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Asset Protection For Your Small Business

Next to turning a profit, protecting assets is among a small business’s most important objectives. Securing the long-term success of your company depends on it, and the services of an experienced business and corporate law attorney can help. But what are your company’s assets? And how can you safeguard them?

Asset protection means avoiding unnecessary risks that create losses and liabilities. Debts, lawsuits, and damages – among other threats – can devalue or even destroy your company’s most profitable assets. Consider a few examples of common assets and how they can be protected:

  • Real estate and other physical assets. If your business has a physical presence, it likely has land, buildings, and vehicles. Premises liability is a constant concern for businesses that regularly interact with customers and clients out of brick-and-mortar locations. Having the right insurance and repairing any obvious defects to the property can prevent visitors from suing you and winning substantial damages. The same is true for any vehicles your business owns or leases.
  • While insurance can protect your small business property, the right legal organization can ensure that any litigant cannot reach your personal assets. You may wish to organize as a corporation, limited liability company, or partnership, depending on your liability, tax, and management concerns.
  • Employee assets. If you’ve spent considerable time and effort training your top talent, then you need to view them as assets to your business. You can take steps to limit the ability of these investments to later do harm to your company. For example, a non-compete agreement can limit an employee’s ability to leave your business and work for a competitor. Non-solicitation agreements keep workers from departing your company and poaching your customers. Finally, non-disclosure agreements protect employees from stealing confidential information and selling or giving them to a competitor.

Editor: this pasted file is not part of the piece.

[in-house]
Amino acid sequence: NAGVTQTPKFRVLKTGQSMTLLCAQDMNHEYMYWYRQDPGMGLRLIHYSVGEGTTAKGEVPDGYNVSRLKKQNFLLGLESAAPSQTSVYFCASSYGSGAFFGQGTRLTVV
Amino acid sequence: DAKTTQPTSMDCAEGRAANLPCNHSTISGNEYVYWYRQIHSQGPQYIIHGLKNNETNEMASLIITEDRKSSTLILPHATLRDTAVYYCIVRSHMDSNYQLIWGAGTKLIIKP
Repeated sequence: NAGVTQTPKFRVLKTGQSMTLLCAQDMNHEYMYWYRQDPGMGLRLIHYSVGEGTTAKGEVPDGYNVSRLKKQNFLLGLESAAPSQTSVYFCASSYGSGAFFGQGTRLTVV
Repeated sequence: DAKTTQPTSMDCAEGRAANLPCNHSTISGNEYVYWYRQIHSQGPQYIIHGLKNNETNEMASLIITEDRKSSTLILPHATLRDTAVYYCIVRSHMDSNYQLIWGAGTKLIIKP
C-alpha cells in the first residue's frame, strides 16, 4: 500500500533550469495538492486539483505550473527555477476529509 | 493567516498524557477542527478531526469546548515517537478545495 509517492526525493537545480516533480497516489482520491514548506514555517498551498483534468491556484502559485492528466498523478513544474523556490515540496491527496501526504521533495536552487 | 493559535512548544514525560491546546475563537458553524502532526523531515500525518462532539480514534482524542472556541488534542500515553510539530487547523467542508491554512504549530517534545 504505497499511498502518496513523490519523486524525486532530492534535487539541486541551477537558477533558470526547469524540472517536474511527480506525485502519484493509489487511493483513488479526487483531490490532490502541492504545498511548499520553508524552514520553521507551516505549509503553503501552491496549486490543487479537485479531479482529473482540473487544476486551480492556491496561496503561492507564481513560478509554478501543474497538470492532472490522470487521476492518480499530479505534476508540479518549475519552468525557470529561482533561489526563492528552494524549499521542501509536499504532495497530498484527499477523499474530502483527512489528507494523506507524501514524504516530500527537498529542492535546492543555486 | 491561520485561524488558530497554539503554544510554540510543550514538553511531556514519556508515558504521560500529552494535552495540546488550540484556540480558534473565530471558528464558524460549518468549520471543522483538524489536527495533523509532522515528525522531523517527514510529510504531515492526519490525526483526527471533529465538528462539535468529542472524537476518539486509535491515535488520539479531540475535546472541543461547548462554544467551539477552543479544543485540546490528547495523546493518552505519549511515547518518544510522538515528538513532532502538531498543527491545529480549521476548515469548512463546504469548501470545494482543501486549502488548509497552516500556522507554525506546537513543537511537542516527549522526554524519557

• But you should also consider the use of employment contracts to lessen the likelihood that your employees will file their own claims against you. Employment contracts can cover a broad range of employee matters, from pay and bonuses to performance reviews and causes to terminate. They help ensure that both parties understand the employment relationship and their respective rights and obligations.
  • Intellectual property assets. Trademarks, service marks, copyrights, trade secrets, and patents are all forms of intellectual property. There’s a good chance your company regularly uses at least one of these in the course of conducting business. Even if you’ve developed a logo, you need to protect it from unauthorized use, which could dilute your brand and damage your reputation. Ask an attorney about the types of intellectual assets your company may own and how to secure them.
  • A business law attorney can further assist in protecting your business and its assets by conducting risk mitigation. This is a process by which an experienced business lawyer will review your company from the inside out to identify and correct possible risks. For example, does your business have a recall strategy in the event a product you make causes injury to consumers? Have you recently updated your policies and procedures to account for changes to employment, wage and labor, and anti-discrimination laws? All of these are ongoing threats to every small business.

In the event your company is sued, certain assets may face liability exposure. But all is not lost. An attorney can help favorably settle the lawsuit by employing alternative dispute resolution (ADR) methods such as mediation. If necessary, your lawyer can defend your interests in court.

The best way to begin protecting your small business assets is to retain a knowledgeable business attorney early on who can prepare you and mitigate unnecessary risks.